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Legislation seeks to ban risky practices in growing leafy greens

February 01, 2007|Marla Cone | Times Staff Writer

A state senator from the San Joaquin Valley said he would introduce legislation today that would ban some risky farm practices and allow state officials to inspect fields where leafy greens are grown.

The proposed law follows several recent deaths and numerous illnesses that have been linked to bacteria on California spinach and lettuce.

One of three bills to be introduced by Sen. Dean Florez (D-Shafter) would order the state to establish mandatory "good agricultural practices" for growers of leafy greens. Currently, such practices, including testing of irrigation water and bans on use of raw manure and creek water on fields, are voluntary. Growers would be subject to criminal misdemeanor charges for breaking the rules, and violators could face jail time and fines.

Another bill would establish an inspection program that would give state health officials the authority to test water, soil and crops of farmers who are growing leafy greens. It also would require the growers to pay a fee, obtain a license and identify risk factors at their fields, such as proximity to cattle and wild animals.

The third bill would create a system designed to quickly trace back contaminated leafy greens from processor to farm.

Last week, the state Department of Food and Agriculture proposed a voluntary marketing agreement with food processors and growers that would create a program to certify lettuce and spinach. Companies that signed the agreement, which was drafted by growers, would accept products only from farmers who followed food safety procedures and were certified by inspectors authorized by the agriculture department.

But Florez said the voluntary program, which would rely on the industry policing itself, was not enough to reassure consumers after 21 disease outbreaks linked to California lettuce and spinach.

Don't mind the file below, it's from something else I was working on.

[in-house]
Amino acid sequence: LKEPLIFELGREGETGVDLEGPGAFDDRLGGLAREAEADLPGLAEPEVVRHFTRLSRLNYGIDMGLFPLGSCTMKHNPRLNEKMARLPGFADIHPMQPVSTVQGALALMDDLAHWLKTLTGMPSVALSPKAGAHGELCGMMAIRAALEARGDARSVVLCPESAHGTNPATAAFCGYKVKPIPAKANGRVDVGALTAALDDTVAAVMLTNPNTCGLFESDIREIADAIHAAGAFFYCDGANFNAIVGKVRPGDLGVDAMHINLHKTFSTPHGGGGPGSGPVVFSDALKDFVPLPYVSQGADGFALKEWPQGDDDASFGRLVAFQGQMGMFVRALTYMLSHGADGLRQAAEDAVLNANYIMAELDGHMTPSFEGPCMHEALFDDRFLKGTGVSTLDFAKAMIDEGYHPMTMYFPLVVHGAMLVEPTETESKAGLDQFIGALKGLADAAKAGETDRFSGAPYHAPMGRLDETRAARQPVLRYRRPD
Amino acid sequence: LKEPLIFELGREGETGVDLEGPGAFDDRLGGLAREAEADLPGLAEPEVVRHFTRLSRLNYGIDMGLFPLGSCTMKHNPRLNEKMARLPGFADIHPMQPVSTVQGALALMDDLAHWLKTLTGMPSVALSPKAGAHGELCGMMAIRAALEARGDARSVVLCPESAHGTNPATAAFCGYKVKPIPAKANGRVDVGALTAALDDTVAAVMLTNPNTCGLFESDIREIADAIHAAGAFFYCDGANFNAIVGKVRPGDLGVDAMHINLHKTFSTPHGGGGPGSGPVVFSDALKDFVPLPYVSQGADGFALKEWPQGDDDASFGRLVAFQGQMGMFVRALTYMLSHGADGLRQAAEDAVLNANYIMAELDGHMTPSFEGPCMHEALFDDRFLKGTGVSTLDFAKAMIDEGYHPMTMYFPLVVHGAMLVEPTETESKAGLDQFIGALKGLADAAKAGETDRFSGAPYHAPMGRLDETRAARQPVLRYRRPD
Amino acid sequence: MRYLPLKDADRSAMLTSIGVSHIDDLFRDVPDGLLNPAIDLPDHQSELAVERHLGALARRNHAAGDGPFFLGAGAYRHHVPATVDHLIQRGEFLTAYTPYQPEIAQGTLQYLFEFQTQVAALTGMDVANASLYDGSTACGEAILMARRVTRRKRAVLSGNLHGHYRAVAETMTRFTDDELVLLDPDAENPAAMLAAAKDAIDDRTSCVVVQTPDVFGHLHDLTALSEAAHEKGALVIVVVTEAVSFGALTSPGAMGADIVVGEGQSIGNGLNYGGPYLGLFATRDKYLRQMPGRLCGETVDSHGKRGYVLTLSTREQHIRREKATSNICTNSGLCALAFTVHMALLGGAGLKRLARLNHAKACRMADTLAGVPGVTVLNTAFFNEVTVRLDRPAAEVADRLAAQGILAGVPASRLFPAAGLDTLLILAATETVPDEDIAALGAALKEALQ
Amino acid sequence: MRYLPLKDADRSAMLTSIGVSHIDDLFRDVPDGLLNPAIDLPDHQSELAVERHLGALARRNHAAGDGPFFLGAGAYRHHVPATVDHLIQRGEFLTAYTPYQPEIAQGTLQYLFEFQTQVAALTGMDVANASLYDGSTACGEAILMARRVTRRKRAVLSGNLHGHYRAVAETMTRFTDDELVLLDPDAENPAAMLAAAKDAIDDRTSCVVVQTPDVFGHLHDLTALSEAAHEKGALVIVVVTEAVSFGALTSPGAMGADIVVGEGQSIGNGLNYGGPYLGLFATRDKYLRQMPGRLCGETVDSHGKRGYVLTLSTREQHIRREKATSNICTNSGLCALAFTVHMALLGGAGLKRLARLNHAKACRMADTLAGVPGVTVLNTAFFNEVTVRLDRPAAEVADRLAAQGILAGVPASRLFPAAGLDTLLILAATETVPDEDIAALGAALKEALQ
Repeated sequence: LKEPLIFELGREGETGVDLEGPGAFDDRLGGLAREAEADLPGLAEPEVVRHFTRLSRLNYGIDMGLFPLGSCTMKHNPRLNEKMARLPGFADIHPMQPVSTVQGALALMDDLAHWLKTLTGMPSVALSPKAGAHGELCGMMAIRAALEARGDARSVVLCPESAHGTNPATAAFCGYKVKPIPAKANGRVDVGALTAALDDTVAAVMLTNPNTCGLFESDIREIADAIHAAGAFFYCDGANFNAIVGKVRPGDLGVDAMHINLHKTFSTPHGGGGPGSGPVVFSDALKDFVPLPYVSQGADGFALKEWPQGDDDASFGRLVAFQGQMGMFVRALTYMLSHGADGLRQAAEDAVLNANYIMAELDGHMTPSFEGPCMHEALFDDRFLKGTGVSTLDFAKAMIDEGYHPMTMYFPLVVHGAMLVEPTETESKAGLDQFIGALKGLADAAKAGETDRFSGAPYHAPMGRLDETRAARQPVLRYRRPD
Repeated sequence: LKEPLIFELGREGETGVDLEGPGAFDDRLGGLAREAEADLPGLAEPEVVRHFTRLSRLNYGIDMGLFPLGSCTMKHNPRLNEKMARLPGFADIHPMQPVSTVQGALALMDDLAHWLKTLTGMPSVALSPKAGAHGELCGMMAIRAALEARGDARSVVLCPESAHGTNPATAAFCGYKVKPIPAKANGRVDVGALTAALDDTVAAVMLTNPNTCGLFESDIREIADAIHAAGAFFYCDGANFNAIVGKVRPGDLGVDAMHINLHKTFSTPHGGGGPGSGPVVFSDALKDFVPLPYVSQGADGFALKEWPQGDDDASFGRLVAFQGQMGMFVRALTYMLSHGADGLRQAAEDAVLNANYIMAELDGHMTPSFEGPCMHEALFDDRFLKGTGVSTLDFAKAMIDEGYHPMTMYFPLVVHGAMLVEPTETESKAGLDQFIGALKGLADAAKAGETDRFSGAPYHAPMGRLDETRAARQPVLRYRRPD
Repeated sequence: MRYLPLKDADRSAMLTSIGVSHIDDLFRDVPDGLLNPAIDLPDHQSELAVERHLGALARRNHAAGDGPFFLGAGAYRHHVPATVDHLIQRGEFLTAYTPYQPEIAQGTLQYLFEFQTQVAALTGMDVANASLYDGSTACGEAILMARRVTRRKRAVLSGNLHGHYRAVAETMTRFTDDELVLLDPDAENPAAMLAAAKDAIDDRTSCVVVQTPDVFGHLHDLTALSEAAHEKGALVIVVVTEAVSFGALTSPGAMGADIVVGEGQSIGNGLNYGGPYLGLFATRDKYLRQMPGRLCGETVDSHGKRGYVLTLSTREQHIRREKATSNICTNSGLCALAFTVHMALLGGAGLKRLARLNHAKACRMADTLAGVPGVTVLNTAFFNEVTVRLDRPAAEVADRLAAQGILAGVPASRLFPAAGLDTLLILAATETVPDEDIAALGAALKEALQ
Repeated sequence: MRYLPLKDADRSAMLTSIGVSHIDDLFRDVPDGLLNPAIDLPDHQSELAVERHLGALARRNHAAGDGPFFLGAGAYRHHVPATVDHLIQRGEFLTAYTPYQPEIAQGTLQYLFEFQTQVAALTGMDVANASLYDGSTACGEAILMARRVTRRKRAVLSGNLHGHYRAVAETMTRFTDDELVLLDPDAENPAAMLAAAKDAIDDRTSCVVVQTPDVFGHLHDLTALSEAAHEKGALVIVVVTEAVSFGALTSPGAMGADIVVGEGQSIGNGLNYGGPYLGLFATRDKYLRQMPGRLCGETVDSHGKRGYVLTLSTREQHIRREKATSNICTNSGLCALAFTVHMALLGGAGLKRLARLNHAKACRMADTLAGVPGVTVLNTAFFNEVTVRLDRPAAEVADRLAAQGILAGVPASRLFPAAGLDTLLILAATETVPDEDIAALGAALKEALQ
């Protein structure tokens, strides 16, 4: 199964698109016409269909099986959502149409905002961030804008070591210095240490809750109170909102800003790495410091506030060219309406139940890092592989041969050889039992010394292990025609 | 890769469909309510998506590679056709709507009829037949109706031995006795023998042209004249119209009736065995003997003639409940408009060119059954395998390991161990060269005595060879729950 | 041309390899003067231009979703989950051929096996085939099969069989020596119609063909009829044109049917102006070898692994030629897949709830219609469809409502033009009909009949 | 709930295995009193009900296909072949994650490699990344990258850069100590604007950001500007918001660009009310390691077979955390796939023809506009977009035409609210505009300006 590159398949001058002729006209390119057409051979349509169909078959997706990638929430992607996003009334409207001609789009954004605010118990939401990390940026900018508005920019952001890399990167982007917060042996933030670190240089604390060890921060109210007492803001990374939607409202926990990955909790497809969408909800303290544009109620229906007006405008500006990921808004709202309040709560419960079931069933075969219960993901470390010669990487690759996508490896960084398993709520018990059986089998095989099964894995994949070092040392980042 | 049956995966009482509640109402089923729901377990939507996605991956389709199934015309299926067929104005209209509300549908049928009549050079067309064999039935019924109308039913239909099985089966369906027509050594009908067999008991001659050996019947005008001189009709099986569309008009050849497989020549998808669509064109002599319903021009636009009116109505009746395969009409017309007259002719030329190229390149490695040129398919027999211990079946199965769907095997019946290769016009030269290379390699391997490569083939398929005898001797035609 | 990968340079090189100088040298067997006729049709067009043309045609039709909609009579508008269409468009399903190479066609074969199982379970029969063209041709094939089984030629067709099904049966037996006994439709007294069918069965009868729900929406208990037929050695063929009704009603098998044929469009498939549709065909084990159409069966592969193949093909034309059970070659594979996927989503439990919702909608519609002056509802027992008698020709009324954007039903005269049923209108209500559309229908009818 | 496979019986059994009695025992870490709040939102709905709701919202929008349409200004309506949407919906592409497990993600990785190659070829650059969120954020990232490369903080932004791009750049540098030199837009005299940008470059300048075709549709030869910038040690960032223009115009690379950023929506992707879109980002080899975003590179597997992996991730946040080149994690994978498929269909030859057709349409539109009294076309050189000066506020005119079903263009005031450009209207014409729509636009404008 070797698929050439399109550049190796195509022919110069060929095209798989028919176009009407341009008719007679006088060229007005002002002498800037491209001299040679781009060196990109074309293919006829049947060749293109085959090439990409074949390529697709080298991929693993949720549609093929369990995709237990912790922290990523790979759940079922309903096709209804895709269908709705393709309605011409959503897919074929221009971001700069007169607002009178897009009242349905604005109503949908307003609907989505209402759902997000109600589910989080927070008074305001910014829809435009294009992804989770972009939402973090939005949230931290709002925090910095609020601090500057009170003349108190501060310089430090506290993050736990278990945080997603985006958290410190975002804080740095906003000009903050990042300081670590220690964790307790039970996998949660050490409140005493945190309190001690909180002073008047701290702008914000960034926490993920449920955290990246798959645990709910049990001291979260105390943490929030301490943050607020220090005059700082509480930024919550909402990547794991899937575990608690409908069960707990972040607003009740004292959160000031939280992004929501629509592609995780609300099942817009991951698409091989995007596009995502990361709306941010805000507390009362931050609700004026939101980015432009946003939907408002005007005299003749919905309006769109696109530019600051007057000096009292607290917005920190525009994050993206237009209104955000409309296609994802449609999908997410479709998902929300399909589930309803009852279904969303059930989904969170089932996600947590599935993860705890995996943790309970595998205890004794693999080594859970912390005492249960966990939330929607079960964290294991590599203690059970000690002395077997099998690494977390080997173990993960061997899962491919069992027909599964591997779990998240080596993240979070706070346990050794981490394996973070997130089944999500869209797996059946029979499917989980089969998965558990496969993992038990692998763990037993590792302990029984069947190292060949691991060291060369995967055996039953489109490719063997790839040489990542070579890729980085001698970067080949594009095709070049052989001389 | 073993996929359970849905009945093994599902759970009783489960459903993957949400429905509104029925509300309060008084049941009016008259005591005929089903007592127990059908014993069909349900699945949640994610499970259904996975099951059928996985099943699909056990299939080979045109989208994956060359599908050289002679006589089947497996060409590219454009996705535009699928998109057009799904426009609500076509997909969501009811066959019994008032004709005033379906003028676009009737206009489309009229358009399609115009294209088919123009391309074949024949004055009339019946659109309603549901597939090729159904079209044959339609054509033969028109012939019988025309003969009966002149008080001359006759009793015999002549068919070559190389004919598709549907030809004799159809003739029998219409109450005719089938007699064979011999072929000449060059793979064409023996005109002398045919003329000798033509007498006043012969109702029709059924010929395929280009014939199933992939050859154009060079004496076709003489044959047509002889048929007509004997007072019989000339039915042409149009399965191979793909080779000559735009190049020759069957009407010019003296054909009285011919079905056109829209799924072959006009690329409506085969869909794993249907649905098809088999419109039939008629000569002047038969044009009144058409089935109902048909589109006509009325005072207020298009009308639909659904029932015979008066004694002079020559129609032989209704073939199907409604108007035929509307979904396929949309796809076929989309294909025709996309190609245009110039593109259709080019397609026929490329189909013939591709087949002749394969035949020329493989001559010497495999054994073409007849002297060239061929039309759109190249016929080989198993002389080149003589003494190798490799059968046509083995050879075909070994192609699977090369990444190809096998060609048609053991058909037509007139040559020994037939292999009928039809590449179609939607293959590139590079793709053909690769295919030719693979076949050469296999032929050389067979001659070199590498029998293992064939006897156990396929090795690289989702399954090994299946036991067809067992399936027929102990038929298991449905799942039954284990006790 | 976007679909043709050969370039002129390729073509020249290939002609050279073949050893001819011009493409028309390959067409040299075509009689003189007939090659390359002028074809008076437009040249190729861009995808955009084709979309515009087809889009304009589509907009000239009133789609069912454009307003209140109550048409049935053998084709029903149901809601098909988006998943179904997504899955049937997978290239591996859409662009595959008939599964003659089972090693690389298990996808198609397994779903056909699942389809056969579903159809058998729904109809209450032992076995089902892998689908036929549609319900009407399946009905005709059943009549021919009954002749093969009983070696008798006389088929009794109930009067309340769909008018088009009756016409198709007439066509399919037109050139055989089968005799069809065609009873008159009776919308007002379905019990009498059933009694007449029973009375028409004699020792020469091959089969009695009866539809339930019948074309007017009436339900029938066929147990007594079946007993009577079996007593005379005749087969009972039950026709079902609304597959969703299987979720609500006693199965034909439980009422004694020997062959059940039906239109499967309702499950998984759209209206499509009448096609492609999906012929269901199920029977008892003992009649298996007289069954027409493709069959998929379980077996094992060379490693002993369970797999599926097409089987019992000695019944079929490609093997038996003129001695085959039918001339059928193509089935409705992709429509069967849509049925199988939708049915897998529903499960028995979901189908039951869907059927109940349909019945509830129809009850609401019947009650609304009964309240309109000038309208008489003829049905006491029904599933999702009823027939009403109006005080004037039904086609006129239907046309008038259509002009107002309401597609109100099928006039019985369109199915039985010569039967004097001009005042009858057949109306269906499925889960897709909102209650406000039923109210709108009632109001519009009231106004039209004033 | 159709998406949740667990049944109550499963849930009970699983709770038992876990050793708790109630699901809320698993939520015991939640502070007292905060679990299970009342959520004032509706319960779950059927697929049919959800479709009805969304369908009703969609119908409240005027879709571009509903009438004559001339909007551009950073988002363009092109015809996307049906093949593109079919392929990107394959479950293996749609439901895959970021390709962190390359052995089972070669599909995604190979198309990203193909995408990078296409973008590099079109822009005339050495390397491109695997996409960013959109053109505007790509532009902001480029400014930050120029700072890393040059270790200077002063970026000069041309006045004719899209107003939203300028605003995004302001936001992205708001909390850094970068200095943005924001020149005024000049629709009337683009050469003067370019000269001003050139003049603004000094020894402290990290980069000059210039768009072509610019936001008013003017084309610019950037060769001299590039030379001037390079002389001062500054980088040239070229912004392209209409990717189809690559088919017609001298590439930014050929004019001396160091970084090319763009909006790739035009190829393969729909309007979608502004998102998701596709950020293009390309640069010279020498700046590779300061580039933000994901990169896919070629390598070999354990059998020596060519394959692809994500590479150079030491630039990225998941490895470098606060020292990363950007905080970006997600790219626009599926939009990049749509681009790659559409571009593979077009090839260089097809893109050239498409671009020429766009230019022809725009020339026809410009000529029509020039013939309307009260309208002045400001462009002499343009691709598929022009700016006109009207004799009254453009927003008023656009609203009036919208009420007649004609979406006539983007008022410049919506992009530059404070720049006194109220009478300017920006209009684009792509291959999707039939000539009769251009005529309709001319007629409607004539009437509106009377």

"This leafy green industry, I believe, is absolutely not able to police itself," he said. "There has been enough warning to California and to growers to get their act together. We feel very strongly a regulatory approach is the right approach to food safety."

Florez called the spinach and lettuce growers "a very rogue industry" that had not voluntarily followed safe procedures as other agricultural groups had.

He said he was expecting opposition from influential farm groups but that he believed that the Senate would agree "that we need to clean up this industry."

Ann Schmidt-Fogarty, manager of the California Farm Bureau Federation's communications and news office, said Wednesday that the bureau would not comment on Florez's proposed legislation, which is called the California Produce Safety Action Plan, before reviewing all the details.

"We have to look at the whole thing. No. 1, it's got to work, and it's got to be based on science," she said. "The bottom line is we all want food safety. No one wants to ensure that more than California family farmers."

California has about 900 farms that grow spinach and lettuce, crops that are worth $1.6 billion a year.

In two of the most recent disease outbreaks linked to California, four people died and about 300 became ill last year after eating bagged spinach grown in the Salinas Valley and lettuce served at Taco Bell and Taco John restaurants.

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